GAVIN: I think there is a real place for Tribunal secretaries I think people - it provides a huge opportunity for younger practitioners to get involved and witness how arbitrations are run both procedurally prior to a hearing and through a hearing and to be involved with the Tribunal if possible when they are conferring with one another to decide what the ultimate outcomes going to be. All very valuable experience but I think there are possibly too many occasions these days where the Tribunal secretary is being asked to go beyond what I think is a reasonable remit and where do you draw that line I think recently there has been far too much procedural information contained within an Arbitral Award and so it has taken a huge amount of time and resources to be able to draft that section of an Award and so it has been useful for Arbitral Secretaries to be able to draft that section but obviously when it comes to drafting the merits or the basis of the award then that should befall the Arbitral Tribunal and in most cases I think the Tribunals would say that is what happens and we just don't have any evidence to support who is actually doing most of the work in these Tribunals so that might be an interesting thing to look at but I do think people can expect that when they appoint arbitrators to a matter that they are the ones that are going to turn their minds to the legal basis of the award and that is what should happen.

Abhinav: I think what might help is to at the time of the appointment of the administrative secretary and different institutions have different procedures to do that it might be helpful to identify and put it on record in writing what will be the precise exact scope for that administrative secretary to the parties so that there is no room for any confusion as to what the arbitral secretary may or may not do and we see that more and more now.

ANDREW: Yes I agree and it is difficult to see any reason why there should be any objection to a qualified lawyer who happens to be the secretary doing basic research on particular legal points to aid the final decision. The ultimate problem arises when the arbitral panel, one of them abdicates responsibility for the decision to the secretary now I think that total abdication would be very rare but the degree of involvement of the secretary varies quite extensively I suspect although I have no proof of that and therefore I agree that transparency is important and the parties need to speak to the arbitral panel for the purposes of identifying the limitations on the secretary's role.

GAVIN: What is also a major about who pays for these tribunal secretaries to and the ICC has introduced a rule that says that they can be used but not at the cost of the parties but at the cost of the Tribunal if they want to use them and I think that is very fair and reasonable. In other cases or other institutions I am not quite sure. Abhinav do you know how the ICC or SIAC deals with it?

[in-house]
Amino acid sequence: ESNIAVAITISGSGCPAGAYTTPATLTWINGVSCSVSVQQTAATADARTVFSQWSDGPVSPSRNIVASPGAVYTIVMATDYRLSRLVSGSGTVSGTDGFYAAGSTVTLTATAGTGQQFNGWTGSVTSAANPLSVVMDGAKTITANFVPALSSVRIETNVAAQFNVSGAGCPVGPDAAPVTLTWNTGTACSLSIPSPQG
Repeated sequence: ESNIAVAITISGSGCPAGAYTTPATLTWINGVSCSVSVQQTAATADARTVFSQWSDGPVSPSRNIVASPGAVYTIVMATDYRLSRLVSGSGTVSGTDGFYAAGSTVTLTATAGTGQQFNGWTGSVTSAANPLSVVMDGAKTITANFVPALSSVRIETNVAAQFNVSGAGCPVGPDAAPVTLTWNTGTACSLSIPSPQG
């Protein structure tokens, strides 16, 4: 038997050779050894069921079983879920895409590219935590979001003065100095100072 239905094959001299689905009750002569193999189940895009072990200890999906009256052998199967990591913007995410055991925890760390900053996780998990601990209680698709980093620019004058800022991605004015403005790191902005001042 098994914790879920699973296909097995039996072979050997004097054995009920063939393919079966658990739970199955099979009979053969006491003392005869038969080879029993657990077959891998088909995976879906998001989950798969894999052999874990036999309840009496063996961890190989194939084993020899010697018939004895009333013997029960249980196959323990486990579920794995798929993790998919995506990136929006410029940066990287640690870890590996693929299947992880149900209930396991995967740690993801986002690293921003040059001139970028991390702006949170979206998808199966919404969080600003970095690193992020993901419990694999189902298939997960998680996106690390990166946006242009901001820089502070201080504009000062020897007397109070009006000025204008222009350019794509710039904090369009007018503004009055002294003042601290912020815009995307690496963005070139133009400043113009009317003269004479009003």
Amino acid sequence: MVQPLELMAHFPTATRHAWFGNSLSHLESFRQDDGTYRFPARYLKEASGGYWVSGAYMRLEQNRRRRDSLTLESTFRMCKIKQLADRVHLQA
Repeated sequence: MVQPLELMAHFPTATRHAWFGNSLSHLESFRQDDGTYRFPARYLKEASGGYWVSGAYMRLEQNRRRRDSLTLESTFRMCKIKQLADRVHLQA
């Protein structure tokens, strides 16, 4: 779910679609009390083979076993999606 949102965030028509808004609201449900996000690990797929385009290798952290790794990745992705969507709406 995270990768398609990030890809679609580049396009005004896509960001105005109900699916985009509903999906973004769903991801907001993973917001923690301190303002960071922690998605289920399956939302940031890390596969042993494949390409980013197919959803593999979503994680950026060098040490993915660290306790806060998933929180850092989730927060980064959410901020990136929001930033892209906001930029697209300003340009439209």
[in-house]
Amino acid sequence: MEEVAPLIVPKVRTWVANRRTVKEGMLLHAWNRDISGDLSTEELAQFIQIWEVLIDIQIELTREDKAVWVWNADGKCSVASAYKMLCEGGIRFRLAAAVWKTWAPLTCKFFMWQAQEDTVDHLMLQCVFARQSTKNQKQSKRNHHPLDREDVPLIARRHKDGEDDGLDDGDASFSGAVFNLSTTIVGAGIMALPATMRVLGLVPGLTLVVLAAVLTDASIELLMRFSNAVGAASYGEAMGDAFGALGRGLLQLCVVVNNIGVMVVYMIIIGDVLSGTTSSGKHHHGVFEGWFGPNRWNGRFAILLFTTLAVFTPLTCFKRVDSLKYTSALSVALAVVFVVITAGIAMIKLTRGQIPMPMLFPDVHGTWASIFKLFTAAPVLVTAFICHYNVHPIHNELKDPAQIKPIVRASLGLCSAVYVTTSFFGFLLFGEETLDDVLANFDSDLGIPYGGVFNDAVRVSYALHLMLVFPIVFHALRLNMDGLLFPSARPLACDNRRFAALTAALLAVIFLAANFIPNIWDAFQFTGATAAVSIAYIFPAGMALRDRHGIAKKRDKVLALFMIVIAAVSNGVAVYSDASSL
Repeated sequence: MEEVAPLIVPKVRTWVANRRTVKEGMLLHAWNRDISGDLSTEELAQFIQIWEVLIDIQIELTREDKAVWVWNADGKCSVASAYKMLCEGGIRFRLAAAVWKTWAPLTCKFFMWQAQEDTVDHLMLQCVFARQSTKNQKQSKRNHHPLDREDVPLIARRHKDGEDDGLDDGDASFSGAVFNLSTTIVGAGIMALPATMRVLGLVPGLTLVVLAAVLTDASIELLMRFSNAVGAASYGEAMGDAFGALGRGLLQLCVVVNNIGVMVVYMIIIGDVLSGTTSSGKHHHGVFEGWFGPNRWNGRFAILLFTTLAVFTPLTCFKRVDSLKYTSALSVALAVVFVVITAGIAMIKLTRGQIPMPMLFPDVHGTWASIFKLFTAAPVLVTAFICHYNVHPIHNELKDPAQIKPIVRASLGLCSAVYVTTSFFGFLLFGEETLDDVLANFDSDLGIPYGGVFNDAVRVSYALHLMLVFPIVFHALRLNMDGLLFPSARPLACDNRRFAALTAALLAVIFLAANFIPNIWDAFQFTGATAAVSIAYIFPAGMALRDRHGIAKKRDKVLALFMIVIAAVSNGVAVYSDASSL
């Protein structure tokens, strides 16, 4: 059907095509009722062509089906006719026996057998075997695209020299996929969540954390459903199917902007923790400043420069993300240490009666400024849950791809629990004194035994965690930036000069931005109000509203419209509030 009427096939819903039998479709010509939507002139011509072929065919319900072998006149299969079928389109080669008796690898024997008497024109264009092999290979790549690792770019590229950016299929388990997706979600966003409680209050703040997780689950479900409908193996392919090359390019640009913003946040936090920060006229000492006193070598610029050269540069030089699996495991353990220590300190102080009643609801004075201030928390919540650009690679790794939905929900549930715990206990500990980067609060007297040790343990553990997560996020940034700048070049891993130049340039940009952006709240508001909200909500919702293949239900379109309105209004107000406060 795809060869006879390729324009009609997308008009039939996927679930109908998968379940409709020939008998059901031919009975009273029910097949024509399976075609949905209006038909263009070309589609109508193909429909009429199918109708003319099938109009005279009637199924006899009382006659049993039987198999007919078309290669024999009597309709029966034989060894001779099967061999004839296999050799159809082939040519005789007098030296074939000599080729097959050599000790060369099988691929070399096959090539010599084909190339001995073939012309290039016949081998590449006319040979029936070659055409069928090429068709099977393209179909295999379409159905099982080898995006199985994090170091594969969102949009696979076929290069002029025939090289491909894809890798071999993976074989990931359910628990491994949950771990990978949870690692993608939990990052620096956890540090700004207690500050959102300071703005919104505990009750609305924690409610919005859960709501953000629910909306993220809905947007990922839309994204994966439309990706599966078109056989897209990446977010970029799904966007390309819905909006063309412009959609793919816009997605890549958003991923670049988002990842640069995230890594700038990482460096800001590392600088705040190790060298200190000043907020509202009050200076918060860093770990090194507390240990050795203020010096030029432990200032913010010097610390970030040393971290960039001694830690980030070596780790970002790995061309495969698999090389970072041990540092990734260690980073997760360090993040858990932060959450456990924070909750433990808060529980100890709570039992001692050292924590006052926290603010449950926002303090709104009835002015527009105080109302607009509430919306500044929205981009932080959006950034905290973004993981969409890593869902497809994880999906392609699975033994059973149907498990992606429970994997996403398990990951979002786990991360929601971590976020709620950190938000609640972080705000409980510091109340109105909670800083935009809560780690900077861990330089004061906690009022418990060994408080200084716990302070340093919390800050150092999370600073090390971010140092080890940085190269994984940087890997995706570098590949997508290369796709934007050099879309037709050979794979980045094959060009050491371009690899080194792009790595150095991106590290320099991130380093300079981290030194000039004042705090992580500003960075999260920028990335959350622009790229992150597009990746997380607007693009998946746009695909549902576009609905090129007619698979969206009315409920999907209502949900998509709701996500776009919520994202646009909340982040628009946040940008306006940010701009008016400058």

Abhinav: I think the SIAC you can hire or you can hire an administrative secretary over and above a certain amount in dispute and the fee of that secretary is capped to I think $250 I am not very sure but they capped it but it does not flow from the Arbitrary Tribunal.

ANDREW: That's $250 per hour?

ABHINAV: Yes or I think $150 an hour but I'm not so sure but that's how they do it, they cap it over a certain amount in dispute. That is how they do it but from the ICC's point of view I think it is not easy for the parties to tell the Tribunal that no don't have it don't have a secretary and it is also not easy for the parties to tell the Tribunal oh you are paying this much money to the institution now fine you are going to pay this much extra to be a secretary because that is not a part of the institutional kitty that goes to the institution.

GAVIN: Well I think it is outrageous I had a case last year as counsel where a Tribunal chair was a partner in a major law firm decided the week before our hearing that he needed an arbitral secretary who happened to be one of the associates from his firm and at the end of the day we were rendered with a bill for US$60,000 and a week before the hearing we felt that we had no choice but to accept the kind invitation of the President of the Tribunal to have somebody come and assist so I like the ICC's proposal and where arbitral tribunals feel as though they can afford to pay them terrific but if not then they will get some wonderful experience and that is as far as it should go.

JACLYN: Thanks again to Gavin, Abhinav and Andrew. It has been great to hear some of the key highlights of Sydney Arbitration Week and gain some insight into the broader developments in the Asia Pacific Region. We look forward to you joining us for Part 2 of our update from Sydney Arbitration Week. My name is Jaclyn Smith, thank you for listening.

This podcast does not give legal or other professional advice and its contents should not be relied upon as such. Formal legal and other professional advice should be sought in particular matters.

The content of this article is intended to provide a general guide to the subject matter. Specialist advice should be sought about your specific circumstances.